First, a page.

From Edinburgh to Hollywood, Purves Puppets pull all the strings to ensure their survival
From the Festival Fringe to Hollywood blockbusters like Star Wars, the influence of one Edinburgh theatre company has long been celebrated by those in the know but now, like so many other arts organisations, the International Purves Puppets are fighting for survival.
Founded in Edinburgh’s Gayfield Square in 1970, Purves Puppets were once described by funnyman Ken Dodd, who had his own troupe of puppets in The Diddymen, as “Scotland’s hidden secret”. A family affair, some 50 years on, the core of company remains the the same, husband and wife co-directors Ian and Jill Purves and daughter and co-owner Victoria and son Colin.
Together they operate Scotland’s first and only fully working puppet theatre as well as having toured their work around the globe; the international tag is well deserved, the company has performed as far afield as Hong Kong, Taiwan, Jordan, Syria and Singapore, and son Colin, who made his debut in the family business aged just nine months, now works on Hollywood blockbusters such as Jurassic Park and Star Wars – in 2017, he helped bring Yoda back to the screen for The Last Jedi.
Now in their 80’s, Jill and Ian met in 1968 at Edinburgh University, where Ian ran the university puppet society. At the time, Jill already had experience in dressmaking and had made her first marionette puppet at night-school, Ian was performing at the Fringe, a production of The Tinderbox. When they met, Ian asked her to join the puppet group and from that moment, as romance blossomed, their paths were set. The pair married a year later and it would be in the family home in Gayfield Square that Purves Puppets was formed in 1970.
“We were were semi-professional at Gayfield Square,” Jill explains. “Ian was teaching and I was a cashier, which helped build up the puppet business to go full time. My
dad Fred helped to puppeteer too, something he loved to do when he was free from working as a supervisor in Rosyth Dockyard. Also my mum and sisters helped with the making
of the shows. Ian’s mum and dad helped too. Our first professional production was The Magical Princess, a Russian folktale, adapted by Ian.”
Later, the family would move to a cottage just outside West Calder, before one final move in 1985, to Biggar, where they started their permanent Puppet Theatre and remain to this day.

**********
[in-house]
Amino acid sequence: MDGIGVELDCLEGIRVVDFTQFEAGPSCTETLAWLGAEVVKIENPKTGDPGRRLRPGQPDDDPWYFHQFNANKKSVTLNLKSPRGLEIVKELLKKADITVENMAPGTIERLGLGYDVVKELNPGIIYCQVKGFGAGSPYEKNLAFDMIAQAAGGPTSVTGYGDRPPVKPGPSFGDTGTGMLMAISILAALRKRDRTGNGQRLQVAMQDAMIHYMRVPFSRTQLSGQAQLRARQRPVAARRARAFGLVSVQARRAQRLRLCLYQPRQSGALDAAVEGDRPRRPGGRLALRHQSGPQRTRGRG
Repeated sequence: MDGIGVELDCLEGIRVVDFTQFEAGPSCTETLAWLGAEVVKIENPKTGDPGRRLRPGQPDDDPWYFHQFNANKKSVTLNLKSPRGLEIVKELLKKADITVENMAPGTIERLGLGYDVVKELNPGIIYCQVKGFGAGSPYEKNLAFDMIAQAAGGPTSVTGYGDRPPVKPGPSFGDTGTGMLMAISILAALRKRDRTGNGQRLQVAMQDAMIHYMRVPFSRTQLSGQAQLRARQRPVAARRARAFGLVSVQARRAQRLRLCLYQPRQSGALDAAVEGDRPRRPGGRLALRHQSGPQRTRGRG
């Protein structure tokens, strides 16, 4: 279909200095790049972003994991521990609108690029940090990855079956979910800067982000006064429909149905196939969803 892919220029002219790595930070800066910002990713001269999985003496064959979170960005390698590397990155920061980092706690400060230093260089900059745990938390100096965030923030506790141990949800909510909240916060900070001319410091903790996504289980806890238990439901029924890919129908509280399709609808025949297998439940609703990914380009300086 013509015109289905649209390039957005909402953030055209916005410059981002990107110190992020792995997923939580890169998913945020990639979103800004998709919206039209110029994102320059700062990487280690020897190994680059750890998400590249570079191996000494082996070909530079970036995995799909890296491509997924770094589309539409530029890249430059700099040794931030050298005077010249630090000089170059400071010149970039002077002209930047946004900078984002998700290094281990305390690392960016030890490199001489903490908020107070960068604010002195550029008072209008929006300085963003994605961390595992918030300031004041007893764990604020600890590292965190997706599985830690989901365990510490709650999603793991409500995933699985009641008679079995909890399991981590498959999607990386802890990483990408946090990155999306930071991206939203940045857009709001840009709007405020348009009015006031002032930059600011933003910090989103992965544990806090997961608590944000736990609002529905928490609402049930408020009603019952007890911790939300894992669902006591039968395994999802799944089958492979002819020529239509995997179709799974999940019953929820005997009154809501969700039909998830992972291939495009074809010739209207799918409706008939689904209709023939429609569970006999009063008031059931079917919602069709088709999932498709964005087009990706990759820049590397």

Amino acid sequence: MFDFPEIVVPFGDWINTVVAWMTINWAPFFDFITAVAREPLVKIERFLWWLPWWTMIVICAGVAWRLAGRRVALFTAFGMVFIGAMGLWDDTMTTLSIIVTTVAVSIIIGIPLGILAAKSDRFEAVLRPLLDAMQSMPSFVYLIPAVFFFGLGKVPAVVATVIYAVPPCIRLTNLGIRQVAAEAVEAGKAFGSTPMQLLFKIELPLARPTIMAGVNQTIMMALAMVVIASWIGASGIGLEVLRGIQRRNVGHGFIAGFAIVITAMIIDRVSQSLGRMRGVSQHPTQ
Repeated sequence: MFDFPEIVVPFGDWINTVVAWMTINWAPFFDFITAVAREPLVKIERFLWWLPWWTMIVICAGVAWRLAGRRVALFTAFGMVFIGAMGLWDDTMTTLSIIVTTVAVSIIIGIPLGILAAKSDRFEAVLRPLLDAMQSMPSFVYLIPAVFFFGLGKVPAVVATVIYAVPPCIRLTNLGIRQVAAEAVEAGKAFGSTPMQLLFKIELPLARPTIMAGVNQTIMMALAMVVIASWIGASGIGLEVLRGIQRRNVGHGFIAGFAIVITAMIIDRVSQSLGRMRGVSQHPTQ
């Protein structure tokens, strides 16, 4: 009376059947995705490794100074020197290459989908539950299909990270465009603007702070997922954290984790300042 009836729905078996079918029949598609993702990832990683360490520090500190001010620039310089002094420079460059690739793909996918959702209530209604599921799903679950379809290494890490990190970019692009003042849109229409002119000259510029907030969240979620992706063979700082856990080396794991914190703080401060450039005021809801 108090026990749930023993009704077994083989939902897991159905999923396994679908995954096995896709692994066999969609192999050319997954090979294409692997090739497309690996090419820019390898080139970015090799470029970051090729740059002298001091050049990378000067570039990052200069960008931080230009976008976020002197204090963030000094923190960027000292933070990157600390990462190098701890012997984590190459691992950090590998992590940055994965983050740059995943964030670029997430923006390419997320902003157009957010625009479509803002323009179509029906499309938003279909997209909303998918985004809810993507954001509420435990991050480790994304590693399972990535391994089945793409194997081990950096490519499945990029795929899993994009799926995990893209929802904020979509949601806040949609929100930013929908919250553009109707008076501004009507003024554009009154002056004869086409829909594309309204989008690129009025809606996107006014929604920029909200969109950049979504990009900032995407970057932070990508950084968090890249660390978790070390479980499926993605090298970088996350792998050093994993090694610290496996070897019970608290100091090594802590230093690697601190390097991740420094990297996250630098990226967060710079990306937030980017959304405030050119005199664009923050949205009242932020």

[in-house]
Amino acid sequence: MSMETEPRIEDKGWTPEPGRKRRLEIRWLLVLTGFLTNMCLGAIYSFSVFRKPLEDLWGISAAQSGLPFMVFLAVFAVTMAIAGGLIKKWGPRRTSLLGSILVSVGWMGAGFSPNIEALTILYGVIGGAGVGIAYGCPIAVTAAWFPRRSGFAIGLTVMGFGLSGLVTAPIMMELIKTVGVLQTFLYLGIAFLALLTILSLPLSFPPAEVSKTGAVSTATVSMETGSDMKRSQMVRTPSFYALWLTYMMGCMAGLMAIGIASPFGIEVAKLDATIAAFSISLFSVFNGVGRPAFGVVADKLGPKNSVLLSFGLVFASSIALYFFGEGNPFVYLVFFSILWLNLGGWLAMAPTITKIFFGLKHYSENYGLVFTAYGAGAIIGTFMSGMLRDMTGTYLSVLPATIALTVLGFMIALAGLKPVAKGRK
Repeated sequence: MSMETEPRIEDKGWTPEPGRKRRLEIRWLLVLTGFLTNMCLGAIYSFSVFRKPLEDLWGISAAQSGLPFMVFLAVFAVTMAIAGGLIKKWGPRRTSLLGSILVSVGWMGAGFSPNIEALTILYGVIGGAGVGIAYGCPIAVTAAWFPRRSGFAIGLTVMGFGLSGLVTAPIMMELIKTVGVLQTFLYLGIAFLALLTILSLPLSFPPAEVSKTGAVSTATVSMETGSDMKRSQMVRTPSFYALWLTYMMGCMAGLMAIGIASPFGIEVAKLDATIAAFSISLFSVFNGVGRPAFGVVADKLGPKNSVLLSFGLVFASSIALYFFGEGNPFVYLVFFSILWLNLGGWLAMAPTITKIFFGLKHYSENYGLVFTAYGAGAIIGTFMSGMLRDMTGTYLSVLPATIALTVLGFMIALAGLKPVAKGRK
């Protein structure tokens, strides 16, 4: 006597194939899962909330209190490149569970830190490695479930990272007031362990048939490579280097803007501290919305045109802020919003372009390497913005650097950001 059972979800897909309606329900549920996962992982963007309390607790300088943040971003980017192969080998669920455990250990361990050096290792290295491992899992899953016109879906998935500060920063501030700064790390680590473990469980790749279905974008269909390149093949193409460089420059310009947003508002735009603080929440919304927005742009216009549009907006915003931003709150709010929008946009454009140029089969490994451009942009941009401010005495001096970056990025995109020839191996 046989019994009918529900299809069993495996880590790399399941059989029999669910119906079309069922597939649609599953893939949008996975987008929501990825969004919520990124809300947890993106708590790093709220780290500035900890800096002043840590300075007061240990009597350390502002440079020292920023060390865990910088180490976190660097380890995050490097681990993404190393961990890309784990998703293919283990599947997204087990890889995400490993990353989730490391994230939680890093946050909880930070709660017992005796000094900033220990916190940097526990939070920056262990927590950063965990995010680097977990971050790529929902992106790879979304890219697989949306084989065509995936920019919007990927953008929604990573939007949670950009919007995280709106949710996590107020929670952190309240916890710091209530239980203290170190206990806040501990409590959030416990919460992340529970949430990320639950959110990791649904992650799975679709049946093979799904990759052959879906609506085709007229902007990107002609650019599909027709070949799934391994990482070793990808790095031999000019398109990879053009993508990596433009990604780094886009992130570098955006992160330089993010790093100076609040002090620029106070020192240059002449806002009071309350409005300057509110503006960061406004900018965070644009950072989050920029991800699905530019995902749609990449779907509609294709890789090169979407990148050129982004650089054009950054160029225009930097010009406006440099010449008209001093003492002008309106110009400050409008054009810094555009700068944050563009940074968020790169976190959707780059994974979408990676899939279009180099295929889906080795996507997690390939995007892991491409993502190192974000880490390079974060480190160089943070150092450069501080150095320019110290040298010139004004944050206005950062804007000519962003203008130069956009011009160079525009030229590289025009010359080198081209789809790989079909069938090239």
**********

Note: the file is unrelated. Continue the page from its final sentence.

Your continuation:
However, it was here in the Capital they first made their mark. In those early years, the company mainly performed in St George’s Church at the West End and at the Church Hill Theatre in Morningside. It was here they were spotted by an agent and quickly found themselves embarking on international tours, appearing in such exotic locations as Jordan, Damascus, and Hong Kong, where Jill had lived for three years in the 1950s – this was where she was taught dressmaking, “Very useful in puppet making,” Jill nods.
She continues, "We have also been all over Scotland and the islands, looked after and fed by local families, where I picked up many recipes for my baking. We toured in a Ford Transit van or caravan when we had our young son with us."
As Ian and Jill’s family grew in number, so they to became part of the show, son Colin making his debut by accident as a baby, while daughter Victoria had to wait until she was 3 years old.
“Ian and I are very proud of our children who both loved entertaining and working the puppets. Colin made his first appearance at Musselburgh’s Brunton Theatre at the age of 9 months, crawling under the curtain when we had turned our backs on him for a moment. The first thing we heard was the audience laughing. He had a set of spooky eyes (one of our props) and was saying, ‘Woo! Woo! Woo! Later at the age of two he demonstrated how the puppets worked at one of our plays at the Fringe, much to the audience’s surprise.